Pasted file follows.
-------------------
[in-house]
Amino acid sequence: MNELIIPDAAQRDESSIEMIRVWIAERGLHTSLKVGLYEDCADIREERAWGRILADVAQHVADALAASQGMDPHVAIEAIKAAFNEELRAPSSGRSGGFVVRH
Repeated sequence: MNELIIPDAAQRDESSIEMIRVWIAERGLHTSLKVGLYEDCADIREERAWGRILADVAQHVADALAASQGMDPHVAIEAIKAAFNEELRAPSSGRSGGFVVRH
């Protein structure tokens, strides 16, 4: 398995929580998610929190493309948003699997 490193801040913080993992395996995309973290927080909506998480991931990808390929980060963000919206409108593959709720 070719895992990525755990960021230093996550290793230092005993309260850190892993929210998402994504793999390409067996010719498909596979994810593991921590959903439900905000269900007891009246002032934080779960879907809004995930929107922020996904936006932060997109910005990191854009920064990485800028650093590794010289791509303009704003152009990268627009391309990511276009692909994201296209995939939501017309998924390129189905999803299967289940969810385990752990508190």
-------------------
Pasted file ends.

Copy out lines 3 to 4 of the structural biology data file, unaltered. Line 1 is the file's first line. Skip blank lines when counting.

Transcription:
Repeated sequence: MNELIIPDAAQRDESSIEMIRVWIAERGLHTSLKVGLYEDCADIREERAWGRILADVAQHVADALAASQGMDPHVAIEAIKAAFNEELRAPSSGRSGGFVVRH
């Protein structure tokens, strides 16, 4: 398995929580998610929190493309948003699997 490193801040913080993992395996995309973290927080909506998480991931990808390929980060963000919206409108593959709720 070719895992990525755990960021230093996550290793230092005993309260850190892993929210998402994504793999390409067996010719498909596979994810593991921590959903439900905000269900007891009246002032934080779960879907809004995930929107922020996904936006932060997109910005990191854009920064990485800028650093590794010289791509303009704003152009990268627009391309990511276009692909994201296209995939939501017309998924390129189905999803299967289940969810385990752990508190």